“Actions formulated in child protection conferences are not sufficiently clear about the objectives and expectations of what is to be achieved to improve children’s circumstances. Child protection conference chairs escalate issues, but this is not effective as there is rarely a sufficient response by managers to address the issues raised. As a result, children’s situations do not always improve, resulting in poor experiences and increased risk.

Government appointed children's commissioner Malclom Newsam has been overseeing the department since last November.

“Some children remain on child protection plans for too long when they are at risk of significant harm in neglectful situations.”

The way the council supports care leavers into accommodation is also criticised as some young people are ending up on the streets.

Ofsted found: “The approach to homeless young people is not effective, and social workers are not always familiar with young people’s right to become looked after, using s20 under the Children Act 1989, and do not always explain this consistently to young people. In most cases, young people are assessed and supported to find accommodation, but this can take several days while they remain vulnerable. There is a lack of sufficient appropriate emergency housing, meaning that too many young people are left in inappropriate arrangements.”

It is also damning of where the authority is placing its children. High numbers are going out of county and the authority is also using unregulated providers.

It says: “There are highly vulnerable children in care who are living in unregulated placements that are unsafe and unsuitable. This is the result of a long-term failure to identify and match children to appropriate placements when they present with complex and challenging risk.”

Ofsted also said some key support services have now been decommissioned.

The report comes at a time when the authority has been failing financially and now is being wound up after poor financial management and political leadership. It has to make £10m of savings in its children’s services this year to balance its books.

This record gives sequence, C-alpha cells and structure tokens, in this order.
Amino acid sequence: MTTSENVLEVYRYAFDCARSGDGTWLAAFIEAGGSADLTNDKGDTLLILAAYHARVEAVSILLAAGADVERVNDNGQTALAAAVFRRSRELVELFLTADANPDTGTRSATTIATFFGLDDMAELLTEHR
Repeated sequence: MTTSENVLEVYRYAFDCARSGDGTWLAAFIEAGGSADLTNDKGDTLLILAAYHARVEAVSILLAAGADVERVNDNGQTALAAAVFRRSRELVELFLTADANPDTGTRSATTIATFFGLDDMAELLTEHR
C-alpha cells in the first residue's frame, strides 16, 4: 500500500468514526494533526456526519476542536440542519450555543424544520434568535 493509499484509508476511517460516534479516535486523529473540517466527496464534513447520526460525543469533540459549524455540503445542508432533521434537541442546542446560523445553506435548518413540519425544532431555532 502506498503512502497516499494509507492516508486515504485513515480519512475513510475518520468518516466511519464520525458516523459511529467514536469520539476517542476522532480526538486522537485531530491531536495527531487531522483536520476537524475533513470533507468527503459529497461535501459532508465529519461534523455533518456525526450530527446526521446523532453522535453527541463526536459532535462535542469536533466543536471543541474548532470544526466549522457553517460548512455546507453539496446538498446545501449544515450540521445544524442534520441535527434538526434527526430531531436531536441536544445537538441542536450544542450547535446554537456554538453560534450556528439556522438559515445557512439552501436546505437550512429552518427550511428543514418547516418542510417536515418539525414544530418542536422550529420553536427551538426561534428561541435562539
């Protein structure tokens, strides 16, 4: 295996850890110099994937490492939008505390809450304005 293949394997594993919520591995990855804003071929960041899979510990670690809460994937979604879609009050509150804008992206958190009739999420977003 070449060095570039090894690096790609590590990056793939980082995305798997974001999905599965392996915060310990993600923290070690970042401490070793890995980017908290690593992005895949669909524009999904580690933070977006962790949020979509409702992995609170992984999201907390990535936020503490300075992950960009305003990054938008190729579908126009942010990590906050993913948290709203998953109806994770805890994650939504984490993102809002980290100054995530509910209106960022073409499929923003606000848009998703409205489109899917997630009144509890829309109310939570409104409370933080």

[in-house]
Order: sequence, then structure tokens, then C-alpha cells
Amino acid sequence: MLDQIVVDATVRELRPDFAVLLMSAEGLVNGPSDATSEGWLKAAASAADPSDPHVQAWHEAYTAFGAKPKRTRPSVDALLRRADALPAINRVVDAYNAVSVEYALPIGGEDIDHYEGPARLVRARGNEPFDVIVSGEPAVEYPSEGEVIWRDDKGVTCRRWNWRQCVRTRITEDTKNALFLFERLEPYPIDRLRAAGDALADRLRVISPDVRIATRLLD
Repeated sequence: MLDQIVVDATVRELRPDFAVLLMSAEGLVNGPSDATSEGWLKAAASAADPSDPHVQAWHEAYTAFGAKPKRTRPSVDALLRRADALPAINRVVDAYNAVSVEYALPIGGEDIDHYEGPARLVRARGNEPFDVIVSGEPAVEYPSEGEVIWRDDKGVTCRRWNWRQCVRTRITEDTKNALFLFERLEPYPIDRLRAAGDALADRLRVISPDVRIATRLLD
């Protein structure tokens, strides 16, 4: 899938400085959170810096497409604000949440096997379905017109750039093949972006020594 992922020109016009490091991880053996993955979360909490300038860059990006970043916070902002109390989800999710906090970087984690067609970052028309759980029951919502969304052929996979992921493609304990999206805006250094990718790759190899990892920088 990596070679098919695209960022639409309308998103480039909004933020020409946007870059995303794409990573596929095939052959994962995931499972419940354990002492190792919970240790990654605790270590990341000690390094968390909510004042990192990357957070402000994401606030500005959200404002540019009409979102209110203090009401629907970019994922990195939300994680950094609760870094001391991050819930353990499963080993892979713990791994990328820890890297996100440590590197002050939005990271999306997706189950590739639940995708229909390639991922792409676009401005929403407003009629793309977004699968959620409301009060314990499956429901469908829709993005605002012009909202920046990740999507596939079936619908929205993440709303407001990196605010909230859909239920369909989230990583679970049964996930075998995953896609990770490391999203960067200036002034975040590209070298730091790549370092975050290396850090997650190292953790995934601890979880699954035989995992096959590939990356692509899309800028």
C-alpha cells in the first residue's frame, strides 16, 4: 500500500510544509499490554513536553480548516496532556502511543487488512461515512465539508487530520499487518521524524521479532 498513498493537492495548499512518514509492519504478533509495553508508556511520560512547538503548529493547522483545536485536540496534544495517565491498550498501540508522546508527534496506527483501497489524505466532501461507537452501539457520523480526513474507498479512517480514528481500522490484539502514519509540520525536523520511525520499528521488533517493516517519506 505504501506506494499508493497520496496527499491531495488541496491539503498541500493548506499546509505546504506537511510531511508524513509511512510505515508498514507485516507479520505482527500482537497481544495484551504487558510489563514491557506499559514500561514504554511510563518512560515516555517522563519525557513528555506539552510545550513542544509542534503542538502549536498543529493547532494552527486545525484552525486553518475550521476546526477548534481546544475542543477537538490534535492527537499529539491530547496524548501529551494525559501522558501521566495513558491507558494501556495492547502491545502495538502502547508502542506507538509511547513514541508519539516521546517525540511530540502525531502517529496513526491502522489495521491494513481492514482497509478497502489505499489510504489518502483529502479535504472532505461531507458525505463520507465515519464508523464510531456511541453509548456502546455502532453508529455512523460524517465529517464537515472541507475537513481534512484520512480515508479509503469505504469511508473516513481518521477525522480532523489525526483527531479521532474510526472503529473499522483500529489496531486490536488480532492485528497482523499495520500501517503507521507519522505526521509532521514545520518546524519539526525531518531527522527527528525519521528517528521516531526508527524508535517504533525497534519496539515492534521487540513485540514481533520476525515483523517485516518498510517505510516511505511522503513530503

The Government has decided that a new independent children’s trust will be set up to run children’s services, although few details of this are yet public.

In a response Director of Children’s Services Sally Hodges said: “We accept the findings of this Ofsted inspection report entirely. We recognise the failings that inspectors have highlighted and equally have a determination to build on the signs of progress they have identified.

“We welcome the report’s finding that there has been clear progress and improvements made since the focused visit last October. We are also pleased they recognise that we now have in place the right plans to improve our services. The leadership team is determined to do just that as recognised in the report. Children in Northamptonshire deserve nothing less.”

Cabinet member for Children Services Cllr Fiona Baker said: “It is regrettable that our services overall have been graded as inadequate but it is a grading we agree with and we are determined to tackle the weaknesses identified. It is clear from this report that we increasingly have the determination, plans and leadership in place to begin to make real and lasting improvements.

“It is very welcome that the report states we have a good understanding of our own weaknesses and therefore a clear view on what is required to address these.”